Asylum seeker housing situation ‘perilous’; 39 direct provision centres full

Asylum seeker housing situation ‘perilous’; 39 direct provision centres full

Ireland is “perilously close” to not being able to offer accommodation to asylum seekers, the Department of Justice has admitted.

Five counties have more than 100 asylum seekers in emergency accommodation, while 847 people with permission to remain here are in direct provision centres because no other accommodation is available. The 39 centres are full.

The pressure on the direct provision system, and the need to expand capacity, has been a longstanding issue and the Department of Justice has been in discussions about using Department of Defence assets to open up more spaces.

Figures provided to the Irish Examiner show the scale of the problem, with a spokesman for the Department of Justice admitting urgent measures are needed.

“The department continues to evaluate tenders received and will progress the remaining tender competitions in the Dublin and border regions,” he said.

“It is imperative that we do so to avoid a situation where accommodation cannot be offered to people who arrive seeking protection.

“Ireland is perilously close to this scenario, given that the 39 existing centres are operationally full, with 6,085 people accommodated, and that there are 1,500 people currently being accommodated in temporary accommodation, in hotels and guest houses, and new applicants are arriving every week.

“As of 11 November, 2019, there were 1,499 asylum seekers residing in temporary accommodation; 37 hotels and guesthouses are currently in use in 17 counties on a temporary basis.”

In Cork, there are 101 asylum seekers in emergency accommodation; in Dublin, 406; in Monaghan, 209; in Wicklow, 152; and in Wexford, 114.

The problem extends to those who can not leave direct provision because of a lack of options.

“Of the 6,085 in accommodation centres, there are 847 persons with permission to remain who continue to reside in centres, while awaiting availability of other appropriate accommodation,” said the spokesman.

“The number of applicants for international protection has been steadily increasing [up 60% to date this year]. To cope with the increased demand for accommodation from applicants, the Department of Justice is running procurement competitions on a regional basis throughout the country and has invited premises to tender to offer accommodation and other services.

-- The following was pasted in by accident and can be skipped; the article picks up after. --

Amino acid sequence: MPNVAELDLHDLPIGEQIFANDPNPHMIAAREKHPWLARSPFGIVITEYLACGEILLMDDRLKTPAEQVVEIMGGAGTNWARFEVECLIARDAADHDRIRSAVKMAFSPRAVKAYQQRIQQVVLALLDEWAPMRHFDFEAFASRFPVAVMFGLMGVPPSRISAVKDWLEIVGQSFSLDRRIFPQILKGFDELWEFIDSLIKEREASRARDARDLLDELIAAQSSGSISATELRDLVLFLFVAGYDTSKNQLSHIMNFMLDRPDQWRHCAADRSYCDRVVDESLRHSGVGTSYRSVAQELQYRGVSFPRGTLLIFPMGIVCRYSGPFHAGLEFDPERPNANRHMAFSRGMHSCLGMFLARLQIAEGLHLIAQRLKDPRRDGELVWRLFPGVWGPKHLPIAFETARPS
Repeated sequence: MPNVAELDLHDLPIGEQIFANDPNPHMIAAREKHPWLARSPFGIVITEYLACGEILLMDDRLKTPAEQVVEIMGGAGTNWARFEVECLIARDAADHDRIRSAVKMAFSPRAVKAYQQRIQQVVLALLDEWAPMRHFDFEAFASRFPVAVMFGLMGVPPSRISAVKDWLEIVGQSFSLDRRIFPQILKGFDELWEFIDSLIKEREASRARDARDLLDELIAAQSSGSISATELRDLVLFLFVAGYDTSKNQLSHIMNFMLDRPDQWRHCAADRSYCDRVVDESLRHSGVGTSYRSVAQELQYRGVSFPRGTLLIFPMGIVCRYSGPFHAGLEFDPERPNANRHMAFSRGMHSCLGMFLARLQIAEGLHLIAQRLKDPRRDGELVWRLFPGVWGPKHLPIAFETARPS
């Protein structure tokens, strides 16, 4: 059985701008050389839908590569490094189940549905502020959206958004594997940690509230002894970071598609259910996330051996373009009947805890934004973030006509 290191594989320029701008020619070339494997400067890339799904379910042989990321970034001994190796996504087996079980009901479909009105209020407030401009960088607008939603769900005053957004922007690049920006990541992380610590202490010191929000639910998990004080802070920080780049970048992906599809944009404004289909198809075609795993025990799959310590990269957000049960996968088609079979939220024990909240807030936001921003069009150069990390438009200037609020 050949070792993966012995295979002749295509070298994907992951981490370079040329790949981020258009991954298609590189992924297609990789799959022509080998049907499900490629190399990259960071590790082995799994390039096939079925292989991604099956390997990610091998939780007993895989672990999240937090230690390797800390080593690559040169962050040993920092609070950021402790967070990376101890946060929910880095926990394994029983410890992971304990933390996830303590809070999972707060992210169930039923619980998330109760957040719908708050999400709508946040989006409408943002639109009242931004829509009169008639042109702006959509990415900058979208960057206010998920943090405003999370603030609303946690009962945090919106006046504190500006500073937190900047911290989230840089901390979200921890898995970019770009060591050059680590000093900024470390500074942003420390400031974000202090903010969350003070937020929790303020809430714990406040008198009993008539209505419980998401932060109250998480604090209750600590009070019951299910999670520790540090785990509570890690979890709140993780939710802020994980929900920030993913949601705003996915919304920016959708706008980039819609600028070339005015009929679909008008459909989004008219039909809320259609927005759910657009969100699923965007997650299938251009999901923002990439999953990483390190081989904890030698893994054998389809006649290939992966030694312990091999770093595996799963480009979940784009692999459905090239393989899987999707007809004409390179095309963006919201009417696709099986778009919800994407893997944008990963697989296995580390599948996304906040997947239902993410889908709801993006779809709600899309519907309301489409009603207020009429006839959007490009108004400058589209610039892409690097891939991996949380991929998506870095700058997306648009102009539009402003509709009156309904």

Obviously, where new accommodation centres cannot be immediately brought into operation due to local opposition, the problem is exacerbated.

Last year, 3,673 international protection applications were received, the highest number in recent years, while 1,034 people were granted refugee status/subsidiary protection, which was considerably higher than in previous years.

The department said it had, in conjunction with a number of charities and non-government organisations who were awarded funding for projects, helped 675 people move from state-provided accommodation to permanent homes in the community. This figure relates to the period from the beginning of the year to the end of October.

It also said it has introduced a number of measures to reduce the time to determine applications.

The department spokesman said: “An interdepartmental group has been recently established to enhance provision of services from the range of departments and agencies involved in the provision of direct provision services.

“Furthermore, the former EU Commission secretary general, Catherine Day, is currently chairing a group examining international best practice in the provision of services to international protection applicants, with a view to advising government on medium to long-term service provision.”

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